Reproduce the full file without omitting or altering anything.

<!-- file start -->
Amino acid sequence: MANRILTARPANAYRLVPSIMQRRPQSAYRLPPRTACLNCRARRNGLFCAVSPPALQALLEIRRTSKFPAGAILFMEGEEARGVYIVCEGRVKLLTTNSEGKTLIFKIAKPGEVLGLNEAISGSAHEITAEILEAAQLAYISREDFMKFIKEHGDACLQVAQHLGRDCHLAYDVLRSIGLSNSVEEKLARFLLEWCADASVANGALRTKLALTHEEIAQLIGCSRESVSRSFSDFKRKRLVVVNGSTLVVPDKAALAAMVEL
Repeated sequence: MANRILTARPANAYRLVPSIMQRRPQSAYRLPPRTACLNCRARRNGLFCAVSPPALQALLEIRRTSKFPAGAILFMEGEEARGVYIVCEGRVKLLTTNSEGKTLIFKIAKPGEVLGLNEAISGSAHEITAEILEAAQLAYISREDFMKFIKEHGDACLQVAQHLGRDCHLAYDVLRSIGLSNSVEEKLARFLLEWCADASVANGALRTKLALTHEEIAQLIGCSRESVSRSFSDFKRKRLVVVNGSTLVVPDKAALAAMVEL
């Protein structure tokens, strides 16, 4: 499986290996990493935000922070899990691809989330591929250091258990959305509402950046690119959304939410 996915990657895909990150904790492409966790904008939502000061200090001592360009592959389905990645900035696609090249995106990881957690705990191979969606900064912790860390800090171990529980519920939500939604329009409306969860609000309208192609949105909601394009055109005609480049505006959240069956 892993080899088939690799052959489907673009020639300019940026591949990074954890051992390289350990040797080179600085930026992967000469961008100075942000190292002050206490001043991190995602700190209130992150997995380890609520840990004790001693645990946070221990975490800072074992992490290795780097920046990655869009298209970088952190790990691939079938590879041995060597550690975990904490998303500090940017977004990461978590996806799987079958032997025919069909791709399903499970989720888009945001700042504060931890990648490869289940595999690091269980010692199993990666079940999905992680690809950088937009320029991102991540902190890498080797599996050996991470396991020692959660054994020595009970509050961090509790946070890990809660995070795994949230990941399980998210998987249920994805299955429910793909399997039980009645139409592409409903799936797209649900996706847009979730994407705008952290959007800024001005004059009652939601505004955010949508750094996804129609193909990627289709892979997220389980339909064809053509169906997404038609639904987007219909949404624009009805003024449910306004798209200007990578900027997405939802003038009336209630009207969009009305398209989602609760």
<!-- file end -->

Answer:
Amino acid sequence: MANRILTARPANAYRLVPSIMQRRPQSAYRLPPRTACLNCRARRNGLFCAVSPPALQALLEIRRTSKFPAGAILFMEGEEARGVYIVCEGRVKLLTTNSEGKTLIFKIAKPGEVLGLNEAISGSAHEITAEILEAAQLAYISREDFMKFIKEHGDACLQVAQHLGRDCHLAYDVLRSIGLSNSVEEKLARFLLEWCADASVANGALRTKLALTHEEIAQLIGCSRESVSRSFSDFKRKRLVVVNGSTLVVPDKAALAAMVEL
Repeated sequence: MANRILTARPANAYRLVPSIMQRRPQSAYRLPPRTACLNCRARRNGLFCAVSPPALQALLEIRRTSKFPAGAILFMEGEEARGVYIVCEGRVKLLTTNSEGKTLIFKIAKPGEVLGLNEAISGSAHEITAEILEAAQLAYISREDFMKFIKEHGDACLQVAQHLGRDCHLAYDVLRSIGLSNSVEEKLARFLLEWCADASVANGALRTKLALTHEEIAQLIGCSRESVSRSFSDFKRKRLVVVNGSTLVVPDKAALAAMVEL
């Protein structure tokens, strides 16, 4: 499986290996990493935000922070899990691809989330591929250091258990959305509402950046690119959304939410 996915990657895909990150904790492409966790904008939502000061200090001592360009592959389905990645900035696609090249995106990881957690705990191979969606900064912790860390800090171990529980519920939500939604329009409306969860609000309208192609949105909601394009055109005609480049505006959240069956 892993080899088939690799052959489907673009020639300019940026591949990074954890051992390289350990040797080179600085930026992967000469961008100075942000190292002050206490001043991190995602700190209130992150997995380890609520840990004790001693645990946070221990975490800072074992992490290795780097920046990655869009298209970088952190790990691939079938590879041995060597550690975990904490998303500090940017977004990461978590996806799987079958032997025919069909791709399903499970989720888009945001700042504060931890990648490869289940595999690091269980010692199993990666079940999905992680690809950088937009320029991102991540902190890498080797599996050996991470396991020692959660054994020595009970509050961090509790946070890990809660995070795994949230990941399980998210998987249920994805299955429910793909399997039980009645139409592409409903799936797209649900996706847009979730994407705008952290959007800024001005004059009652939601505004955010949508750094996804129609193909990627289709892979997220389980339909064809053509169906997404038609639904987007219909949404624009009805003024449910306004798209200007990578900027997405939802003038009336209630009207969009009305398209989602609760």